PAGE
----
The story of Treblinka begins in 1942 when the small village north of Warsaw was chosen by the S.S. as the site for a death camp. It was not a labor camp. No work was to be done by the prisoners. It was intended only as a place for the mass destruction of its Jewish prisoners.
In 1943, a small group of prisoners led an armed rebellion. The S.S. guards were killed and the prison compound was destroyed. The prisoners who planned and led the uprising were ordinary people: a doctor, a shopkeeper's son, scholars and even children.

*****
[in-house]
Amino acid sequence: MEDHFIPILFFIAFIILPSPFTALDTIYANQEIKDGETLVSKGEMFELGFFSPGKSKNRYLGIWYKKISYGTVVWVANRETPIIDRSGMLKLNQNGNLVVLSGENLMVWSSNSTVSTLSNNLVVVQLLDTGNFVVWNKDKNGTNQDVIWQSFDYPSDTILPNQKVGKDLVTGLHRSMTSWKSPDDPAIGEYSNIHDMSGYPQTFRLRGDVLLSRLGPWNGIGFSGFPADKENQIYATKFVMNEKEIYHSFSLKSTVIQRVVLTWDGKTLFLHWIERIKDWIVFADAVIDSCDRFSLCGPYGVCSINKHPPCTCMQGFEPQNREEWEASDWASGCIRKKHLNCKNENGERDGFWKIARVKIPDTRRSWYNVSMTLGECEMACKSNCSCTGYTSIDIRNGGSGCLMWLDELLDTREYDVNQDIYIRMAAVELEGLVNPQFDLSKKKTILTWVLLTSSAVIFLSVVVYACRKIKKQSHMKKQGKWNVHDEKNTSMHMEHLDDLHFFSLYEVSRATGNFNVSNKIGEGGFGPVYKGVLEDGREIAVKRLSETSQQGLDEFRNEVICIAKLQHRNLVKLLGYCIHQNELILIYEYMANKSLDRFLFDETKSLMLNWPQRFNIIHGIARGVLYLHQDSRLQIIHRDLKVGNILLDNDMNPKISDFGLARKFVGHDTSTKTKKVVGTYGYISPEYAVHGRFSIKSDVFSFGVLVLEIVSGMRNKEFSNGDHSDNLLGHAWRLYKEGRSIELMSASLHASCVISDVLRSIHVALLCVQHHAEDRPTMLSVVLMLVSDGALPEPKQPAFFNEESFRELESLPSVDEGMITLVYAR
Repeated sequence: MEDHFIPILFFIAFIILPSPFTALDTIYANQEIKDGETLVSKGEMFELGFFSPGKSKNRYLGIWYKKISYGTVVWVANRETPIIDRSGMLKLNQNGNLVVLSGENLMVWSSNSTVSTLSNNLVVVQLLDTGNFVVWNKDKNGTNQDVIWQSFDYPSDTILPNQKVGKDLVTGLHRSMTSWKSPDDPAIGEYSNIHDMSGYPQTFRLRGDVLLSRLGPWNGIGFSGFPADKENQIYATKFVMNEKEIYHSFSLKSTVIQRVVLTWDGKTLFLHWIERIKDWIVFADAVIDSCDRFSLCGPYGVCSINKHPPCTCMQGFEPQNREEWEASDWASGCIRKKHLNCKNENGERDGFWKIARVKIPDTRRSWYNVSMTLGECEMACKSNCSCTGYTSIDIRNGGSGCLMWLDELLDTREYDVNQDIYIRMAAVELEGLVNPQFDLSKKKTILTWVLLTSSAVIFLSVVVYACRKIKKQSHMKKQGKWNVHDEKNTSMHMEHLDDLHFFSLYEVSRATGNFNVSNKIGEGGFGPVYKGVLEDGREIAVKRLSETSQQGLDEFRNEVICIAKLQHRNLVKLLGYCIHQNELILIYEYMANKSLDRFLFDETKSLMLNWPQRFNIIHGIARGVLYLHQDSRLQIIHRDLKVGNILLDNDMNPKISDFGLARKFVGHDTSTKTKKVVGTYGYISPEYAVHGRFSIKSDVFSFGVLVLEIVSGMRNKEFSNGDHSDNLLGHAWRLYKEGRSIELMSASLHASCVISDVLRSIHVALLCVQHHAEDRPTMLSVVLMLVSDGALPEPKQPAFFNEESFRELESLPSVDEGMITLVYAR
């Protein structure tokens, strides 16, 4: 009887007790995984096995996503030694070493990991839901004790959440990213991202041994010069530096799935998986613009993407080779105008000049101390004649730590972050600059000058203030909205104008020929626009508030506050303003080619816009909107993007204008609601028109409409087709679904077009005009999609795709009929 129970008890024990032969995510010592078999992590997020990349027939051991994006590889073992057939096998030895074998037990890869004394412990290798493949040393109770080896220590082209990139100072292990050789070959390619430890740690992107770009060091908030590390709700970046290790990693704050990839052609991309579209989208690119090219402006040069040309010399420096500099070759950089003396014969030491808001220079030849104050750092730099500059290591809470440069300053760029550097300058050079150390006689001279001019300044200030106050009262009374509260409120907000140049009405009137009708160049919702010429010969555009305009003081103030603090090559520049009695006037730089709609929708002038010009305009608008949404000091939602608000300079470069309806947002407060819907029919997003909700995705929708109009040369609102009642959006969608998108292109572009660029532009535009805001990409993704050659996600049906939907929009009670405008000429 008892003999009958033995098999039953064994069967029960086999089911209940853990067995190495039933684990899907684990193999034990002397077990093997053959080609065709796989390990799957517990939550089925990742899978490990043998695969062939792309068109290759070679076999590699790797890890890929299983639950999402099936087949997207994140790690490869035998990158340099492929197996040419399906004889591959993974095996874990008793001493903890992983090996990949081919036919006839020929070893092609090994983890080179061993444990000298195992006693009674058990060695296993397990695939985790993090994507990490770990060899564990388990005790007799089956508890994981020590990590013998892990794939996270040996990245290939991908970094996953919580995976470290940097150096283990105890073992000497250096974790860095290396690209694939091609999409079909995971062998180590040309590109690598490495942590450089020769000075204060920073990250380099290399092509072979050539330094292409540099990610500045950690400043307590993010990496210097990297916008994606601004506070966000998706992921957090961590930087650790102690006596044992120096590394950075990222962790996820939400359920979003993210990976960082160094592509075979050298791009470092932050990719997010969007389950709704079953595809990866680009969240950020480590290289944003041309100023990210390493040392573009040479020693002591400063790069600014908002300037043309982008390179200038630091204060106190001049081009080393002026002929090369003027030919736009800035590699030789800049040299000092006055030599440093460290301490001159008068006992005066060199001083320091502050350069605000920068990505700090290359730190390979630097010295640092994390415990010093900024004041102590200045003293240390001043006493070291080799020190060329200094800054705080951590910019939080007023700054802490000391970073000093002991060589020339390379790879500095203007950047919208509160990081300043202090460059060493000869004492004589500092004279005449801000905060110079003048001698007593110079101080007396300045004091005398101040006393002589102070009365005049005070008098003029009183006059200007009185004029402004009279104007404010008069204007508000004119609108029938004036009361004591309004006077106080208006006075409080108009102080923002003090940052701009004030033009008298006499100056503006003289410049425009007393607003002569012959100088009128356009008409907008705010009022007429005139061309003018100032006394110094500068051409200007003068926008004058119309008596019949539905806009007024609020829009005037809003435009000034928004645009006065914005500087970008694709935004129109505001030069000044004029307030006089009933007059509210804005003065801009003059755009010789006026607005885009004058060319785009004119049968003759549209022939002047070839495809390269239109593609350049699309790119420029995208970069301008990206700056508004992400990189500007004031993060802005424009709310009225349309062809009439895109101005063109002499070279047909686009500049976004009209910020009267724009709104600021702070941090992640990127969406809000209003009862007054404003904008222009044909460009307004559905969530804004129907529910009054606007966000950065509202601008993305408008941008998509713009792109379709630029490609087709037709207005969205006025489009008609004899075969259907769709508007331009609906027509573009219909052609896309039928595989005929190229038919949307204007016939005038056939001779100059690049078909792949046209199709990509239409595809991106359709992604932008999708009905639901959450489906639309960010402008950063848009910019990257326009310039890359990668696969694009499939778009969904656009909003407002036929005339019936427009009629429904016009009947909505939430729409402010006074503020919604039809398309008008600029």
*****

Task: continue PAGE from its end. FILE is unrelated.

Humiliated by the defeat, the Nazis tried to erase it from memory by plowing the remains of its victims and the S.S. guards under the rubble and ashes of the camp.
This report prepared by Jack Goodstein